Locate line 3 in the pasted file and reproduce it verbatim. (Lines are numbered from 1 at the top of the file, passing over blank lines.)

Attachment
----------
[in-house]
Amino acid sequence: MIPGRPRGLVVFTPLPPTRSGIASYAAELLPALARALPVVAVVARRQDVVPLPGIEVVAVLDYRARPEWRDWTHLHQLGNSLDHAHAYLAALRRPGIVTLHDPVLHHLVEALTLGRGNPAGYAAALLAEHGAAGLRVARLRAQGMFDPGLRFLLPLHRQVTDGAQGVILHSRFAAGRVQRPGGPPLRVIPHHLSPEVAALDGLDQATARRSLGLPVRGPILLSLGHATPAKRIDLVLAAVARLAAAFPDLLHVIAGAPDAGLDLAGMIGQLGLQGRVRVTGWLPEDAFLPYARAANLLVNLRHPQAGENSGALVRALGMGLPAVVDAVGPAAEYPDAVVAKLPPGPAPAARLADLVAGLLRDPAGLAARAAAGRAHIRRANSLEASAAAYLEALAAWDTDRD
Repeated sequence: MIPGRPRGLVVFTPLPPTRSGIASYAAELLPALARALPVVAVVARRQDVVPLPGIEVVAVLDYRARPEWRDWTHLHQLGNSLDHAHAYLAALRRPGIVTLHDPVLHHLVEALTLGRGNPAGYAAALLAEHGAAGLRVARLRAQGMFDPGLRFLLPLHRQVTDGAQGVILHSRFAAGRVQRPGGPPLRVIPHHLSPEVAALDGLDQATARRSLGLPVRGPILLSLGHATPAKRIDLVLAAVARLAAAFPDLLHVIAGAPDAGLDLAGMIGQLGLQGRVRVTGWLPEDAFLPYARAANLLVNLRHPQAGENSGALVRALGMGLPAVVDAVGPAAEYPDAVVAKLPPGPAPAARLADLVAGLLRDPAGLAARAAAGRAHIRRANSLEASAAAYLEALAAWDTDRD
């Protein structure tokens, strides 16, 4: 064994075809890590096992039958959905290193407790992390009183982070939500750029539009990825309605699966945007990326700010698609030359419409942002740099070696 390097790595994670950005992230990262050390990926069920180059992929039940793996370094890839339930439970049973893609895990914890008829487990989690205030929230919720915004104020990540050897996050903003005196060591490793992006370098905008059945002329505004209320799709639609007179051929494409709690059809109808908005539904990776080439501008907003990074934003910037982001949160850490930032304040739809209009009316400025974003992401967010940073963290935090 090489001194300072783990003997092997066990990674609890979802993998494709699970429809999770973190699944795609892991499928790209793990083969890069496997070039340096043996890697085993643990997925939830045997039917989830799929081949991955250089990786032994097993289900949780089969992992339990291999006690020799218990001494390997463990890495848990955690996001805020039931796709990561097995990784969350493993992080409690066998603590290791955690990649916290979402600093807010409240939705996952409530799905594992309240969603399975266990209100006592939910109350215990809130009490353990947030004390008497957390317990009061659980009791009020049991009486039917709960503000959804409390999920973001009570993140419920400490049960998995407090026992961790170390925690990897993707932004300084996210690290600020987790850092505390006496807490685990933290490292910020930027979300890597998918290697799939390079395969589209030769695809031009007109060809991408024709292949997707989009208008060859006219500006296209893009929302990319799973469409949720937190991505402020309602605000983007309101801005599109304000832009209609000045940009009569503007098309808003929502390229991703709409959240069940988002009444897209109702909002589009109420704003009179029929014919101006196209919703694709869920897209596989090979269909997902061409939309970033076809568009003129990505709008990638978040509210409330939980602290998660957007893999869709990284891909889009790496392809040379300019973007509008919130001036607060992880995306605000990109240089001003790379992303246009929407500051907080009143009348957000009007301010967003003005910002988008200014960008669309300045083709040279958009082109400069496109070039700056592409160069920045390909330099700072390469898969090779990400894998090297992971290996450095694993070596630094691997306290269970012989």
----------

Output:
Repeated sequence: MIPGRPRGLVVFTPLPPTRSGIASYAAELLPALARALPVVAVVARRQDVVPLPGIEVVAVLDYRARPEWRDWTHLHQLGNSLDHAHAYLAALRRPGIVTLHDPVLHHLVEALTLGRGNPAGYAAALLAEHGAAGLRVARLRAQGMFDPGLRFLLPLHRQVTDGAQGVILHSRFAAGRVQRPGGPPLRVIPHHLSPEVAALDGLDQATARRSLGLPVRGPILLSLGHATPAKRIDLVLAAVARLAAAFPDLLHVIAGAPDAGLDLAGMIGQLGLQGRVRVTGWLPEDAFLPYARAANLLVNLRHPQAGENSGALVRALGMGLPAVVDAVGPAAEYPDAVVAKLPPGPAPAARLADLVAGLLRDPAGLAARAAAGRAHIRRANSLEASAAAYLEALAAWDTDRD